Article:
How many different ways have you come up with to serve Brussels sprouts? Carrots? Broccoli? Peas? Kale?
At some stage, it can feel like we’re getting cosmetic with our vegetables, and there are only so many possible ways to get excited about a smokey eye and a layered haircut.
How can we turn 15-20 vegetables into an exciting, nutritious rotation for 30-40 years worth of breakfasts, lunches, and dinners?
It’s a formidable question – enough so that studies have been conducted to figure out if our problems are the same problems our ancestors contended with. And the answer is, unsurprisingly, no.
Local varieties of plants and vegetation have been abandoned over the last century by large-scale farmers in favor of more in-demand produce. A report published by the United Nations quantified the loss of plant diversity as having declined 75%.
In fact, 75% of the global diet supply is derived from only 12 plant species and five animal species.
It’s rather incredible, the measurable effects of the global agro-economy over the last 100 years.
Let’s take a closer look at what we’ve lost…
Cash Crops Bankrupt Other Species
It’s estimated that there are between 250,000 to 300,000 edible plant species, but that we’ve only discovered around 4% of them.
Of that 4%, only 150-200 are planted, harvested, and consumed by humans.
Of that 150-200, three of them make up 60% of the calories and proteins we are able to ingest from plant species.
Can you guess which three?
Rice, maize, and wheat.
So to take stock of where we are in 2021…
40% of the plant-based foods we consume represent 4% of the plant species we’ve discovered, and a hundred years ago, we had 75% more diversity in our plant creation and consumption.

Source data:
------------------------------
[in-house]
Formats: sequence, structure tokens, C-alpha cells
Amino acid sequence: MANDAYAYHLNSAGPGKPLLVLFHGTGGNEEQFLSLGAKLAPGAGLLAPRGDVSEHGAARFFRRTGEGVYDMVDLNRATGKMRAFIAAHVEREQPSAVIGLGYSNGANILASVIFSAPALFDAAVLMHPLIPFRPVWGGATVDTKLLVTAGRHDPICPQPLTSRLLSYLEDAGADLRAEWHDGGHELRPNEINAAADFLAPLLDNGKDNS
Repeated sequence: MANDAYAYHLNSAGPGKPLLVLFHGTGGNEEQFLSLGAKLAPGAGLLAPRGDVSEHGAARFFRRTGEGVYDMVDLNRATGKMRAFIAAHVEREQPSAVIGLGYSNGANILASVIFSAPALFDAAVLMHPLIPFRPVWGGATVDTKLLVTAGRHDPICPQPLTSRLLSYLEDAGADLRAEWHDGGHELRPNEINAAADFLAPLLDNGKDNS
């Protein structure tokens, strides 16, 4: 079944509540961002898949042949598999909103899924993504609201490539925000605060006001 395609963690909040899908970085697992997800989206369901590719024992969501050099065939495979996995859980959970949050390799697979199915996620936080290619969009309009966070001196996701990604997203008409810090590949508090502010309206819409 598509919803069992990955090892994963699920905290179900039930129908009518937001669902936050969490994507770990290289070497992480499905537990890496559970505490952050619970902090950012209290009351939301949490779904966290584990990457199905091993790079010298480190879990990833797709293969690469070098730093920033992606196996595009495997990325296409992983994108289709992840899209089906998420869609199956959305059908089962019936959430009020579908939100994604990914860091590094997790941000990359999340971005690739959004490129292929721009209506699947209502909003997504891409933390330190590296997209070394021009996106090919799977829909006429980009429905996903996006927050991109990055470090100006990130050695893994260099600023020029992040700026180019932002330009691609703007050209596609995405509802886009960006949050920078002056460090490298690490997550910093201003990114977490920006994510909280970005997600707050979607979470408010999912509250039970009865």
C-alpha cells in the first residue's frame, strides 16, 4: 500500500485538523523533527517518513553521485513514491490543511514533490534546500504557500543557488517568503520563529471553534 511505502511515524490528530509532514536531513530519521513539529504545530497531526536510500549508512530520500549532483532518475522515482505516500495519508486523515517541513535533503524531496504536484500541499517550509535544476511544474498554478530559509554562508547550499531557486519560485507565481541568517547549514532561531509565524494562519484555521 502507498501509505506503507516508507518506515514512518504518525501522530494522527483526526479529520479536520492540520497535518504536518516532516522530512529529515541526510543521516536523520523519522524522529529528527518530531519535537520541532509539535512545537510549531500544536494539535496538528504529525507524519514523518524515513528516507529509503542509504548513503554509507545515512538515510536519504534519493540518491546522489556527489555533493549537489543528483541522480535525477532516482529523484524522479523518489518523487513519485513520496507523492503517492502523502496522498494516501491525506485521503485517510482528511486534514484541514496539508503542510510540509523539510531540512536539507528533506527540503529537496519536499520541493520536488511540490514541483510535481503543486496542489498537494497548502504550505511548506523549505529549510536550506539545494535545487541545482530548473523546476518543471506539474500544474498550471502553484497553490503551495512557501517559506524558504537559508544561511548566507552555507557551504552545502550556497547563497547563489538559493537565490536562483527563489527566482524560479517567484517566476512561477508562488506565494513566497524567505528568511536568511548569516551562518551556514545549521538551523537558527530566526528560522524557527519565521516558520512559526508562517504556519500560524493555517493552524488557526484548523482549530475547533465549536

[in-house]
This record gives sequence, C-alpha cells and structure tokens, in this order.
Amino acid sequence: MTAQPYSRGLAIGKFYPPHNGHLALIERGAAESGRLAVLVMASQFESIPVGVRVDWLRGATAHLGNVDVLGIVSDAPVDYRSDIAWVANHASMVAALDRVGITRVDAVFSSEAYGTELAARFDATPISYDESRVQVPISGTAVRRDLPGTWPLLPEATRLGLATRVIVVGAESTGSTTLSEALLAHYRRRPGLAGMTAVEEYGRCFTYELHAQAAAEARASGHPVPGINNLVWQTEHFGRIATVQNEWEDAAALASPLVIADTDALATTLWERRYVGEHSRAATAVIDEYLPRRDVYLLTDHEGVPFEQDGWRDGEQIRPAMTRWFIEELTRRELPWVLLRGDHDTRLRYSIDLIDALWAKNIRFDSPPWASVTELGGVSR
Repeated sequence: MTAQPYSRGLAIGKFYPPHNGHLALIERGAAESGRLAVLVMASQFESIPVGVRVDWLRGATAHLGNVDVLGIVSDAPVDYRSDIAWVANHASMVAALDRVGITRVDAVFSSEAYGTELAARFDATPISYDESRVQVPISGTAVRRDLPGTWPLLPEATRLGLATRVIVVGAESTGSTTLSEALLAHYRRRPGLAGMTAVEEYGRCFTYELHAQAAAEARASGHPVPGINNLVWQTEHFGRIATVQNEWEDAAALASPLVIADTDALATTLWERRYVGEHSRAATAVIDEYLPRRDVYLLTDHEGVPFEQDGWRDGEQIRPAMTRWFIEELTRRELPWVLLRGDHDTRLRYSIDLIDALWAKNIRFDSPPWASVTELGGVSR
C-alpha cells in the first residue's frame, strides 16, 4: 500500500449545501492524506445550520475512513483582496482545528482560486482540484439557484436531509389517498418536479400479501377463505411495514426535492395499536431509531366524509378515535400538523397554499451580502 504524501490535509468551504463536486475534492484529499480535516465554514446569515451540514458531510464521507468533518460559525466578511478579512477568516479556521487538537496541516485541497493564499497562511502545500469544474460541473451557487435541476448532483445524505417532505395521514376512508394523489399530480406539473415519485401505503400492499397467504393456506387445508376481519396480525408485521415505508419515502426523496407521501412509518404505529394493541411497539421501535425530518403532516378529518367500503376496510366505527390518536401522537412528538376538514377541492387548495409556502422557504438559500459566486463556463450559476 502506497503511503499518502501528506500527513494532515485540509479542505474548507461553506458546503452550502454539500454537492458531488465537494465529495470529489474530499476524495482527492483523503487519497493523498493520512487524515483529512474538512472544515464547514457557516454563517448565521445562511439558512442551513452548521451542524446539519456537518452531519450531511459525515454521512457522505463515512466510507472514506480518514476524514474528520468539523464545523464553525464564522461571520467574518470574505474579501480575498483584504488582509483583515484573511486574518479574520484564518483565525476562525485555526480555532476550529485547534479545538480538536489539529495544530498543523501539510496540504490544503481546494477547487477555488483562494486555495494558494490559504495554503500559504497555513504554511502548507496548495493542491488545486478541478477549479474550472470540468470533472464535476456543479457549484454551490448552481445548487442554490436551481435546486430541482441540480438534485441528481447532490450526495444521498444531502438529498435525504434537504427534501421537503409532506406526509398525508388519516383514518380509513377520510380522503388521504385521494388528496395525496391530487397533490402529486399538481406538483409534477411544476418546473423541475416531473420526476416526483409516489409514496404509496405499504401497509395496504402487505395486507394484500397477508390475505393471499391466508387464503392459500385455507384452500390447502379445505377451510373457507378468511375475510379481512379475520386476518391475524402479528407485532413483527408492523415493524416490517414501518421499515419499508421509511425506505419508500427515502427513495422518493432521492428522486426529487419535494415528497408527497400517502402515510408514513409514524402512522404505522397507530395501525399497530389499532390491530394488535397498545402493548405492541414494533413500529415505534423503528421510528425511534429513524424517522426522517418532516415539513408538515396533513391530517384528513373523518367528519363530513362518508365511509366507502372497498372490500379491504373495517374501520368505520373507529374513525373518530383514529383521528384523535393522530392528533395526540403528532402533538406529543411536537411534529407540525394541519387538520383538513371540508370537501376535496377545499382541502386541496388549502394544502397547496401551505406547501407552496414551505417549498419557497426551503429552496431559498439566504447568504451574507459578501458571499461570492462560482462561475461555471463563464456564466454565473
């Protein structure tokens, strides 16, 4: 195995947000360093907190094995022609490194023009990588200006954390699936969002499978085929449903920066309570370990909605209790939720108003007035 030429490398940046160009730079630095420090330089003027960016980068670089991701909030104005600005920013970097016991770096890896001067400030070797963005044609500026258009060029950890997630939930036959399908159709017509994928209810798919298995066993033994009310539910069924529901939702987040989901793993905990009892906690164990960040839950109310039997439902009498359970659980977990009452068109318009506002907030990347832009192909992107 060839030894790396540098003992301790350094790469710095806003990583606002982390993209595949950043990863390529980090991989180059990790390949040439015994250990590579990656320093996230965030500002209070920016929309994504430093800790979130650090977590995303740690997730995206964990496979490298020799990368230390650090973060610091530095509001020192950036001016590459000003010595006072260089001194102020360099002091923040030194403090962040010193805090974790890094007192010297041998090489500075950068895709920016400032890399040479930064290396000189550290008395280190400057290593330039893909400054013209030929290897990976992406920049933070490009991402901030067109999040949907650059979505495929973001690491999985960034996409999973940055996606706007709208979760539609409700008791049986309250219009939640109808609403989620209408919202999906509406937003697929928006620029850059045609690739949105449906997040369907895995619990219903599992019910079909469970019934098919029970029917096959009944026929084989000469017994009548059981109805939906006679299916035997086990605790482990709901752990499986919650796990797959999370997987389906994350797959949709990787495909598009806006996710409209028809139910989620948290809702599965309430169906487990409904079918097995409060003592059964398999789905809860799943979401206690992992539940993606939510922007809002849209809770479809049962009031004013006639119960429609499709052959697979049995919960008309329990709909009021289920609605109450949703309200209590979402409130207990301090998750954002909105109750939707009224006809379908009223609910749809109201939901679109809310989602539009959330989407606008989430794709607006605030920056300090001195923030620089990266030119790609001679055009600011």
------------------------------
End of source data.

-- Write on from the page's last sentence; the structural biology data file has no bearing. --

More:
The reason for the decline, as identified by the UN report, is multifaceted, but comes down to a few reasons:
- The rapid globalization of the food market.
- The genetic erosion (simplifying of genetic code varieties) caused by loss of biodiversity AND loss of demand for complex, commercially less-viable crops.
- The stifling of small-scale and local farmers who pass down diversified plant-growing knowledge in favor of more saleable crops.
- And the shift in global perception regarding the optics of plant-based eating. (Read: we like pretty food now, whereas we didn’t necessarily use to care.)
What’s to be made of all this?
And why is it relevant that these changes have happened in the last hundred years or so? How can we interpret this data through the context of other major changes that have come about during the past century?
Increased allergies, the prevalence of autoimmune disorders, diminishing of gut microbiota, the uptick in mental chemical imbalances resulting in poor mental health, and plenty of other issues you’re more than familiar with.
Now that we’re aware of the scope of the problem, it’s time to develop a solution to match its scale.
30 Hit Points per Week
The best way to set a goal is to get as specific as you can.
In order to combat the notable dearth in plant-based produce variety available to us, we have to be intentional about diversifying our consumption.
The first step is to make sure you’re getting your recommended daily doses of plant-based materials.
Roughly, that should be:
- Two-three servings of fruit
- Four-five servings of vegetables
- Three servings of whole grains
- And one-two servings of legumes, seeds, or nuts
Per week, you should try to hit 30 varieties of fruit, vegetables, whole grains, legumes, seeds, nuts, herbs, and spices.
That can be achieved any number of ways.
You can start by making sure there are 30 varieties on your grocery list every week. That way, you’ll know what you have at hand to add to meals – spices and herbs included!
Top your completed meals with nuts and seeds at the end.
Challenge yourself to not repeat any of your varieties two weeks in a row. Don’t usually eat cabbage, radishes, beets, or leeks? Find a way to bring them onto your plate!
If you’re a gardener getting started with this season’s seedlings, look up vegetable plants that are native to your area to broaden your palate.
See how many colors you can count in your dinner meal – aim for more than four!
The more plant-based species we consume, the more diverse our gut and mouth bacteria becomes and the stronger our immunity grows. We can fight back against monoculture with diversified demands!